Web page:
Your wedding party has been with you through thick and thin. They've also rented tuxes, bought dresses, traveled and arranged pre-wedding parties in honor of your big day. To thank them appropriately, it's customary to present gifts as a token of gratitude for their efforts. To help prep you for this process, here's a list of list of dos and don'ts to take into consideration.
Ever been in a wedding party? If so, you probably already know the gift routine. The usual suspects of beer steins, necklaces and watches are great, but your friends probably already have plenty of these items. If you want to really knock their socks off, consider something out of the box. Sites like Etsy Weddings and Pinterest can be great resources to find unique options. Local vintage shops are also great outlets to track down one-of-a-kind gifts.
Don't Wait Until the Last Minute
Try as we may, last-minute shopping always results in a stressful experience. That stress is multiplied by 10 when you're also trying to put the finishing touches on planning your wedding. I recommend completing your wedding party gift shopping no later than a month before the wedding. Doing so can prevent having to pay extra shipping or rush charges for purchases made with online specialty shops. Also keep in mind that some personalized gifts require extra time to produce and ship.
Sure, your future brother-in-law may only be included out of etiquette. However, that doesn't mean you can treat him any differently when it comes to gift giving. An equal amount should be spent on each member of your wedding party. A good rule of thumb is to spend between $40 and $45 on each person. Note that this amount applies to the best man, maid of honor, groomsmen and bridesmaids.
Don't Forget Anyone
In addition to your wedding party, there's also a series of ancillary positions that have required friends and family members to dedicate time and money to being part of your big day. This list includes the usher(s), flower girl, ring bearer, reader, greeter, gift table attendant, candle lighters and parents of the bride and groom. Without them, your wedding wouldn't be complete. You should thank them accordingly.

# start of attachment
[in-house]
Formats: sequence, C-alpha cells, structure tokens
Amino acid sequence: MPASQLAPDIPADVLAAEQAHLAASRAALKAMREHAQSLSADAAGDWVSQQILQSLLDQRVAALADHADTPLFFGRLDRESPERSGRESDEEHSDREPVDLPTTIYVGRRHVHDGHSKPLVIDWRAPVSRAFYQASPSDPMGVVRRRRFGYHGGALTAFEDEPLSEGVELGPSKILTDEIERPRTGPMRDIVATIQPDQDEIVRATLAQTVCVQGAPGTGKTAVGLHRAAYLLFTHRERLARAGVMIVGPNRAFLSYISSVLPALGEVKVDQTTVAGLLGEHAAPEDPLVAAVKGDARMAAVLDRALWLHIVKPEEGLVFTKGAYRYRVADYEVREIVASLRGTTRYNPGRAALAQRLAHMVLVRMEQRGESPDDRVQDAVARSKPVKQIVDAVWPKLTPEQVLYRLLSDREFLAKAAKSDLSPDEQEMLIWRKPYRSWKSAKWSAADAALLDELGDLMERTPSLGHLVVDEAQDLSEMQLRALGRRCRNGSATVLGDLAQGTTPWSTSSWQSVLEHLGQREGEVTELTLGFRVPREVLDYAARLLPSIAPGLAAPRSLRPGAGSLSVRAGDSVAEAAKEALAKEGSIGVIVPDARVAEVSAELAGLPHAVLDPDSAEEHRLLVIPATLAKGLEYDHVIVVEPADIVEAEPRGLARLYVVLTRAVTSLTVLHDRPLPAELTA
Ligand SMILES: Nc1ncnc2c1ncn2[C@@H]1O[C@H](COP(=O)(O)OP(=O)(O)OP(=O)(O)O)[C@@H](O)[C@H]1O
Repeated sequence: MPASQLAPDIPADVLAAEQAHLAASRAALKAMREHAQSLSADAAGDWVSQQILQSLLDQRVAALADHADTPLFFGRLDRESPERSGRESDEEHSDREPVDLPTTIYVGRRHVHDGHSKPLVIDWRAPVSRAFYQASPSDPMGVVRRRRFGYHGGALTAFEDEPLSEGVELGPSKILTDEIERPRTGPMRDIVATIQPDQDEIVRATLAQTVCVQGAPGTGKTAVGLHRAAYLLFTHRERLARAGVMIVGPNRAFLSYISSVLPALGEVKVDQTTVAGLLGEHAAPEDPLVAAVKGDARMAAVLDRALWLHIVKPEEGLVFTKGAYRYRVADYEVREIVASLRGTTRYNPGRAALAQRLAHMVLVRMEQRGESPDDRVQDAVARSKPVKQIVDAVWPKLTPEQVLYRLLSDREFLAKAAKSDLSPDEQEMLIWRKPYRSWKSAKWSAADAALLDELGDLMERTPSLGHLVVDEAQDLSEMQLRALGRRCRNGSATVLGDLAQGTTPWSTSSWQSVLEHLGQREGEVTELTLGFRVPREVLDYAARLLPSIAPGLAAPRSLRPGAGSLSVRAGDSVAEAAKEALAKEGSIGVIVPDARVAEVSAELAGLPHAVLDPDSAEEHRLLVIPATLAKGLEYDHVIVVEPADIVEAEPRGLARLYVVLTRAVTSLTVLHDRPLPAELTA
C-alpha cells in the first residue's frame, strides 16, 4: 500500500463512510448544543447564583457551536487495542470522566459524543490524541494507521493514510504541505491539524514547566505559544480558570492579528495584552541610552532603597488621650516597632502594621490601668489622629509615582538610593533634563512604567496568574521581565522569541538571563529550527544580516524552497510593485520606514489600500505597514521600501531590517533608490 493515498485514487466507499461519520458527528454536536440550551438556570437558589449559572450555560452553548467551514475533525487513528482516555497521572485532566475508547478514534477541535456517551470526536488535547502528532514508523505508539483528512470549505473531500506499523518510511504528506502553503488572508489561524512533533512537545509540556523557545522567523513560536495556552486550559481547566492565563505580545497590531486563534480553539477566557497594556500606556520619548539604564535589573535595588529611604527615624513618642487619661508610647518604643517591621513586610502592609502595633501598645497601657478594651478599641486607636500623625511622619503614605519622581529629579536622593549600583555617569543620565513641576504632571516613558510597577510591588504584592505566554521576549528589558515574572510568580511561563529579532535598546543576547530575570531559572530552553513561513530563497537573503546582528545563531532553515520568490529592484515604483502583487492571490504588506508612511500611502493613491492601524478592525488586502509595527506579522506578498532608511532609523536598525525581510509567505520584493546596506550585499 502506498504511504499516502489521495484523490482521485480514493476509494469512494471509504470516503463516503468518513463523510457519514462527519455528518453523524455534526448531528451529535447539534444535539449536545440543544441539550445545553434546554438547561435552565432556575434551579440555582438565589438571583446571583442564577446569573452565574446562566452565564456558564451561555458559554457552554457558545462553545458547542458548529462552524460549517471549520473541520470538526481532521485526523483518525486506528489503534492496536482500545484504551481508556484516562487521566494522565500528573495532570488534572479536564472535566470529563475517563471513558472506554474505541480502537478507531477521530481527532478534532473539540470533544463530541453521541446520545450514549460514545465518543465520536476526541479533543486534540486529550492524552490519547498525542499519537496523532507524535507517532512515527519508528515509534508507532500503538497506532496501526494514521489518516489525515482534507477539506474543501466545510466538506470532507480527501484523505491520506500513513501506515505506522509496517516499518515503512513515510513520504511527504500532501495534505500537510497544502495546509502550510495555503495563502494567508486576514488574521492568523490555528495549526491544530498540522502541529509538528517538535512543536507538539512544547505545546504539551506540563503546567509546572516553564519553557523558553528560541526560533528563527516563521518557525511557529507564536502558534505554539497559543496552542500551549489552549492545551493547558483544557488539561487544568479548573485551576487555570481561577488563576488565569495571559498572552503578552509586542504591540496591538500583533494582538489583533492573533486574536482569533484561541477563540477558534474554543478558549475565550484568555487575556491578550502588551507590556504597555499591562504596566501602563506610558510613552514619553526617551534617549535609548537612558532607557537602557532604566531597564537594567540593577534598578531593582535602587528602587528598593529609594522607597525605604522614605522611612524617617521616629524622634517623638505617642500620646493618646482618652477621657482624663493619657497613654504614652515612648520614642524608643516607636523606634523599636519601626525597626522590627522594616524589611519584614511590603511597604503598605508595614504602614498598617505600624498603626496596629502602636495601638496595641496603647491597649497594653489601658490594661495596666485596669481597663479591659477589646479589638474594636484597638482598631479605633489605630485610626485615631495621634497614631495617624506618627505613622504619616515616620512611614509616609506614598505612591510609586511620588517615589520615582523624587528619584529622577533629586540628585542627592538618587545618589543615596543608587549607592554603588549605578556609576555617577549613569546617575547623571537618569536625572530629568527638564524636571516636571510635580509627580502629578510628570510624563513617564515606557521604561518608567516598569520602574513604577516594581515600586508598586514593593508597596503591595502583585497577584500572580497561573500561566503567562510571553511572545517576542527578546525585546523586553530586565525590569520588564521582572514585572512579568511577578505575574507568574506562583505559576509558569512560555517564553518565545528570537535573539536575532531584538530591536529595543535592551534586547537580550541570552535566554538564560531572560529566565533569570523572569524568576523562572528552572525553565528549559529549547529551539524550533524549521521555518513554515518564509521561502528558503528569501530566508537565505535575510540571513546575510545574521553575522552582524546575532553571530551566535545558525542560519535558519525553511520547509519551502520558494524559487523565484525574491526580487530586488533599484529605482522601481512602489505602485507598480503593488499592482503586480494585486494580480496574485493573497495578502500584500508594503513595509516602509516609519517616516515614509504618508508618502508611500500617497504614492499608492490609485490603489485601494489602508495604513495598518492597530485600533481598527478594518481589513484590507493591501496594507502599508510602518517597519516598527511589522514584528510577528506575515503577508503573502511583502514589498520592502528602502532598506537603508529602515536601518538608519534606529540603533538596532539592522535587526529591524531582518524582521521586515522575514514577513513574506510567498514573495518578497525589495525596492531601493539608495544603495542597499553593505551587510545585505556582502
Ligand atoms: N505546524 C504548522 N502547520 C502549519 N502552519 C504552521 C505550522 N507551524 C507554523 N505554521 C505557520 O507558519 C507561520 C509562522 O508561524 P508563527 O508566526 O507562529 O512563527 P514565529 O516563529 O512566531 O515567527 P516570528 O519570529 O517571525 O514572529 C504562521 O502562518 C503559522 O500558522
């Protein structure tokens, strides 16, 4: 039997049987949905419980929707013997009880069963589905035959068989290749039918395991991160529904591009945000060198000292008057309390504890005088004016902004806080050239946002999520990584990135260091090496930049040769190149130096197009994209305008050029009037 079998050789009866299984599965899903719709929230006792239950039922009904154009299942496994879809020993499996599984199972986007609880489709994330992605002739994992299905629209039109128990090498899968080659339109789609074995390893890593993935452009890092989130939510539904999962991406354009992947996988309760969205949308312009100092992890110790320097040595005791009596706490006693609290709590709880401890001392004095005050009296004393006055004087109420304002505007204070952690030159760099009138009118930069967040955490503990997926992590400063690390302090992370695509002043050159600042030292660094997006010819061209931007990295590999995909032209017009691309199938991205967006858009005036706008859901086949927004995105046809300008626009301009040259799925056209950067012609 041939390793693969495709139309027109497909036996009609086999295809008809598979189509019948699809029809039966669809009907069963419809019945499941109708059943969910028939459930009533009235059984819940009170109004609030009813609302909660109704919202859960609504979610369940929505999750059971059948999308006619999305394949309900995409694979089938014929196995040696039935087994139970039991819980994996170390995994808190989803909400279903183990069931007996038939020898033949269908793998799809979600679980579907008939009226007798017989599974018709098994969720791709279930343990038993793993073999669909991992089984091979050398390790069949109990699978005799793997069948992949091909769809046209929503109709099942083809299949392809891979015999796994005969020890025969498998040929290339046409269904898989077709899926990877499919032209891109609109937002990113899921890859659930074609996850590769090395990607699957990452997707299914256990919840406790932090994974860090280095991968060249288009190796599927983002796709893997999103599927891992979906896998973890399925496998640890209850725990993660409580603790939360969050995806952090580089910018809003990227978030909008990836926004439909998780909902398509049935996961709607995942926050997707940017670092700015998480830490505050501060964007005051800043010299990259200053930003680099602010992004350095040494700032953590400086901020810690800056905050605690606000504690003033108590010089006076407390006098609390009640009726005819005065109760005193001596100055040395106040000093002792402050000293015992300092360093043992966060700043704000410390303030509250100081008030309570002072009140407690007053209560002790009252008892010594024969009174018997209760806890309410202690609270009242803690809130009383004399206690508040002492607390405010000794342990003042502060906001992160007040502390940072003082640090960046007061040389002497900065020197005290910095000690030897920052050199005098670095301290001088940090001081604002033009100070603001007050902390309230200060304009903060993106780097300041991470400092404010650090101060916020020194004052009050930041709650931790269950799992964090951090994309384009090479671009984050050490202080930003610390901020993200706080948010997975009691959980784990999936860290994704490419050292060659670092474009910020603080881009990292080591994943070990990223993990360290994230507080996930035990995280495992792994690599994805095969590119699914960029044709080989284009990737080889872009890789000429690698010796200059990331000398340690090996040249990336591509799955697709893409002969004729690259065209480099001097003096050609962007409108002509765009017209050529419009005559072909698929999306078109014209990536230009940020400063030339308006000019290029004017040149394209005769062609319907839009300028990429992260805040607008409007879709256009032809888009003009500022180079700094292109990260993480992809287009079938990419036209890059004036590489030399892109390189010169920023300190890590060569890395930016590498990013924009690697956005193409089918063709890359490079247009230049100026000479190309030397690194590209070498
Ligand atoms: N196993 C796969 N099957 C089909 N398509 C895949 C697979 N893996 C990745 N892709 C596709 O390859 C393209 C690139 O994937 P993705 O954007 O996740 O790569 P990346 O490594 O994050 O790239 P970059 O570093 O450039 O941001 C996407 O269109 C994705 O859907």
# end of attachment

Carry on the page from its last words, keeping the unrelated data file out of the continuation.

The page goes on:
Give a Thoughtful Thank You
Who doesn't love receiving a gift? The answer is, obviously, no one. However, a heartfelt "thank you" will often go a little further than a material object. One of the coolest things to see at a reception or rehearsal dinner is the bride and groom taking a few moments to publically introduce and thank each wedding party member as they hand out gifts. This thank you is not only for their contribution to the wedding, but also to their lives as a whole. Sure, you may end up in tears, but that's what weddings are for. If the schedule doesn't allow for this, include a handwritten note with each gift that states just how much it meant to have your friends and family by your side on the big day.
Don't Give Gifts After the Fact
You've got one shot at this. It's understandable to be swamped during the final months of planning a wedding, but don't forget to purchase gifts! Handing your maid of honor a gift two weeks after the wedding will make her feel like an afterthought.
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